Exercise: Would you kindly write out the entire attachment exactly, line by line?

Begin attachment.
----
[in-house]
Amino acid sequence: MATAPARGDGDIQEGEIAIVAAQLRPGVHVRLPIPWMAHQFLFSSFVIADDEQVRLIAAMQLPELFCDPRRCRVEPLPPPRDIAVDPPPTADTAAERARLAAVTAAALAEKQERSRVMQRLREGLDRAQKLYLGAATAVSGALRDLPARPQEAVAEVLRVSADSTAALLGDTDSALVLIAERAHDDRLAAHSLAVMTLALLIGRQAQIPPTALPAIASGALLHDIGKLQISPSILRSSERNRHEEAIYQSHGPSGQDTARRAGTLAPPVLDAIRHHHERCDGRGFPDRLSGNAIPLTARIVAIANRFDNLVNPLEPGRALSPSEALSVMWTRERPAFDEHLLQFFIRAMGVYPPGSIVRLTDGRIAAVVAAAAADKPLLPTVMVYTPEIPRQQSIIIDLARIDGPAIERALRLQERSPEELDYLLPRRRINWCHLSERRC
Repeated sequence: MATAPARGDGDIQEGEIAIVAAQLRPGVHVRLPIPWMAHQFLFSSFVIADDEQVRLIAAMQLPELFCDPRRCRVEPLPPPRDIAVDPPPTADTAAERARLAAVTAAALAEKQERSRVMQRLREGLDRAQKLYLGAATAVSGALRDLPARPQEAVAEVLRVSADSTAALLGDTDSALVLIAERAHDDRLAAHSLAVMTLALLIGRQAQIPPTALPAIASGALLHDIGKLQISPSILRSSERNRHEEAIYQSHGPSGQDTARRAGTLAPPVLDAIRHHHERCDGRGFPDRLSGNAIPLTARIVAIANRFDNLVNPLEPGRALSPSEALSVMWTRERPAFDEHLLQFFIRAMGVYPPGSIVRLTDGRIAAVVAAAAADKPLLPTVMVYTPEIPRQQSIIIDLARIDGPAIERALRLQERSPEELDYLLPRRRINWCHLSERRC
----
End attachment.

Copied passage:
[in-house]
Amino acid sequence: MATAPARGDGDIQEGEIAIVAAQLRPGVHVRLPIPWMAHQFLFSSFVIADDEQVRLIAAMQLPELFCDPRRCRVEPLPPPRDIAVDPPPTADTAAERARLAAVTAAALAEKQERSRVMQRLREGLDRAQKLYLGAATAVSGALRDLPARPQEAVAEVLRVSADSTAALLGDTDSALVLIAERAHDDRLAAHSLAVMTLALLIGRQAQIPPTALPAIASGALLHDIGKLQISPSILRSSERNRHEEAIYQSHGPSGQDTARRAGTLAPPVLDAIRHHHERCDGRGFPDRLSGNAIPLTARIVAIANRFDNLVNPLEPGRALSPSEALSVMWTRERPAFDEHLLQFFIRAMGVYPPGSIVRLTDGRIAAVVAAAAADKPLLPTVMVYTPEIPRQQSIIIDLARIDGPAIERALRLQERSPEELDYLLPRRRINWCHLSERRC
Repeated sequence: MATAPARGDGDIQEGEIAIVAAQLRPGVHVRLPIPWMAHQFLFSSFVIADDEQVRLIAAMQLPELFCDPRRCRVEPLPPPRDIAVDPPPTADTAAERARLAAVTAAALAEKQERSRVMQRLREGLDRAQKLYLGAATAVSGALRDLPARPQEAVAEVLRVSADSTAALLGDTDSALVLIAERAHDDRLAAHSLAVMTLALLIGRQAQIPPTALPAIASGALLHDIGKLQISPSILRSSERNRHEEAIYQSHGPSGQDTARRAGTLAPPVLDAIRHHHERCDGRGFPDRLSGNAIPLTARIVAIANRFDNLVNPLEPGRALSPSEALSVMWTRERPAFDEHLLQFFIRAMGVYPPGSIVRLTDGRIAAVVAAAAADKPLLPTVMVYTPEIPRQQSIIIDLARIDGPAIERALRLQERSPEELDYLLPRRRINWCHLSERRC